Robert Tanitch reviews One Night in Miami… at Donmar Warehouse, London WC2
Clay is about to announce to the world that he has converted to Islam and that his name is no longer Cassius Clay (his slave name). His name from now on will be Muhammad Ali. A change of name means Freedom.
Clay is played by Sope Dirisu, who was so good in the National Youth Theatre’s production of James Graham’s Tory Boyz.
Clay is joined by three of his very best friends: activist Malcolm X (Francois Battiste), spokesperson for The Nation of Islam, surrounded by bodyguards; the American football star, Jim Brown (David Ajala) who has landed a role in a film; and the great soul singer, songwriter and entrepreneur, the King of Soul, Sam Cooke (Arinze Kene).
The meeting did take place but what is said on stage is fiction. It gives Powers an opportunity to express four different views of racism and what it means to be black in a white society and how a black person should respond to further the cause of Freedom.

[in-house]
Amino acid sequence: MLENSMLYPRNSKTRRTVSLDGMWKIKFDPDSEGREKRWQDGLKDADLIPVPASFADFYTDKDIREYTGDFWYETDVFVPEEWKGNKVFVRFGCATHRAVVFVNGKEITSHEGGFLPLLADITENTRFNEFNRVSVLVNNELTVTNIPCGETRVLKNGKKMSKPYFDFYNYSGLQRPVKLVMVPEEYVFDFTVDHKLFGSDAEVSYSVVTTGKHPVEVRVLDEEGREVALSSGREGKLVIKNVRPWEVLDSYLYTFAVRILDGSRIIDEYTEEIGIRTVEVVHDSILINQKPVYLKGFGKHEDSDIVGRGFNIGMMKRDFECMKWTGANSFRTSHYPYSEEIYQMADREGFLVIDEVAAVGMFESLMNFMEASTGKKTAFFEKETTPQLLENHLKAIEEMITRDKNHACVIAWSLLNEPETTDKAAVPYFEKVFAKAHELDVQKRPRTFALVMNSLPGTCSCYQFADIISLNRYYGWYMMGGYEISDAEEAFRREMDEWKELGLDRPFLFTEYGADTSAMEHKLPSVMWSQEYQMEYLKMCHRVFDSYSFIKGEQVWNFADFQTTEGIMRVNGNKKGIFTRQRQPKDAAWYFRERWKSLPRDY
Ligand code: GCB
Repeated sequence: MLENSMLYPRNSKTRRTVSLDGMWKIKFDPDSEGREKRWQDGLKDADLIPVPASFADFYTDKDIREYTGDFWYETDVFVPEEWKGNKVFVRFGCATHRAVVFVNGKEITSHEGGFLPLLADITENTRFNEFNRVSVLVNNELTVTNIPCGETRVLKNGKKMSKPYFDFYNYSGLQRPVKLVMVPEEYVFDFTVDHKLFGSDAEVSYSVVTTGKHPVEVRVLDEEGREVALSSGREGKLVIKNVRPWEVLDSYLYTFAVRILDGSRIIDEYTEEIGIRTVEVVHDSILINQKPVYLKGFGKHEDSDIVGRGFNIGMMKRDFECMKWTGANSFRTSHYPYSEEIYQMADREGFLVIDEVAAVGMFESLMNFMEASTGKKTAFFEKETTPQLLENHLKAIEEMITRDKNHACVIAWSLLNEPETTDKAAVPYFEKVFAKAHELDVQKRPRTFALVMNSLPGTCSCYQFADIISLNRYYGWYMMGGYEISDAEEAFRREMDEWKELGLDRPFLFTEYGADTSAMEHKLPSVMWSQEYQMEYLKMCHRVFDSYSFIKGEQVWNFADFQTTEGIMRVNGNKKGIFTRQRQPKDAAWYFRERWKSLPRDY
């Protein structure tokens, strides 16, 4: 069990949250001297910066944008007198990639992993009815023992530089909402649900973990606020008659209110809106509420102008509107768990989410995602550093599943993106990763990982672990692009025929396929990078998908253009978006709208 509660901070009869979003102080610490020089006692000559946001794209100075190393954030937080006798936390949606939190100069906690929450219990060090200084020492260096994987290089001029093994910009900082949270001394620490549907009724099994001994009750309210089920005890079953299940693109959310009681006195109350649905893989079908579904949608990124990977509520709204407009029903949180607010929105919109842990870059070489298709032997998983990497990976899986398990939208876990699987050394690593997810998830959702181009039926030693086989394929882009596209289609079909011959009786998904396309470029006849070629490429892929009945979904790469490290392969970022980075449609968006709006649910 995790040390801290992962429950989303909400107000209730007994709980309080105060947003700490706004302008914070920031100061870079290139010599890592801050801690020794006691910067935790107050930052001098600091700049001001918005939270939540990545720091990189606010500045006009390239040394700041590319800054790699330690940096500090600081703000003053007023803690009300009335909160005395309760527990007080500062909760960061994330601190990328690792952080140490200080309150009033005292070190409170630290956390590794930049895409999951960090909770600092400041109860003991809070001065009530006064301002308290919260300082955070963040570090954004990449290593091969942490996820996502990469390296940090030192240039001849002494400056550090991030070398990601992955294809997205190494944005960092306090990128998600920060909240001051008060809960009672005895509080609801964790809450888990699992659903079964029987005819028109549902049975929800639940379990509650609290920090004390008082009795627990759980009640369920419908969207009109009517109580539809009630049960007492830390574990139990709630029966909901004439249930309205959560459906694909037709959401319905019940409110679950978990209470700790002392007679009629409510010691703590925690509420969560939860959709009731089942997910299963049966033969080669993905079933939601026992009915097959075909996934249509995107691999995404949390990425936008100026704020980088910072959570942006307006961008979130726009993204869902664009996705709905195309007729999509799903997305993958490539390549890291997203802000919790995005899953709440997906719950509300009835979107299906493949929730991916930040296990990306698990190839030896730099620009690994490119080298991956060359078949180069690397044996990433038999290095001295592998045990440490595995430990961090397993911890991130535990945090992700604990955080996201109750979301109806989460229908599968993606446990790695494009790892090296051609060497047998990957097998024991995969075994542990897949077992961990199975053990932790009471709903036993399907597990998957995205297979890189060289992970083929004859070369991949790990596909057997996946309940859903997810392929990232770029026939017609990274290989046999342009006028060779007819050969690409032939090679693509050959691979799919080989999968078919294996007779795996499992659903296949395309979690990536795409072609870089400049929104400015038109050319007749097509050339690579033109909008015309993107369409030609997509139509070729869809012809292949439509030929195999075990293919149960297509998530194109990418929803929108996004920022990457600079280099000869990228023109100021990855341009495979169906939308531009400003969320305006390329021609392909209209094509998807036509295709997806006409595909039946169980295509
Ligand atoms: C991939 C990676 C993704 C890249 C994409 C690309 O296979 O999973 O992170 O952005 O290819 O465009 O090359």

The play is directed by Kwame Kwe-Armah who directed the American premiere at Baltimore Centre Stage where he is the artistic director. The excellent cast have an engaging combativeness.
Malcolm X wants blacks to speak up and stop pandering to the whites. He berates Sam Cooke for not writing protest songs like Bob Dylan does and cites in particular “Blowing in the Wind” as an example of a song which should have been written by a black songwriter.
Sam Cooke, unlike Malcolm X, is much more gentle and subtle and contains his anger. He is also a shrewd businessman and shrewd in his approach to racism.
The charismatic Arinze Kene, playing Cooke, sings and flirts openly with the Donmar audience and disarms them.
Kene gets to sing three songs, climaxing with the great “It’s been a long time comin’ but I know a change is gonna come” – a sentiment quoted by Barack Obama when he was elected President.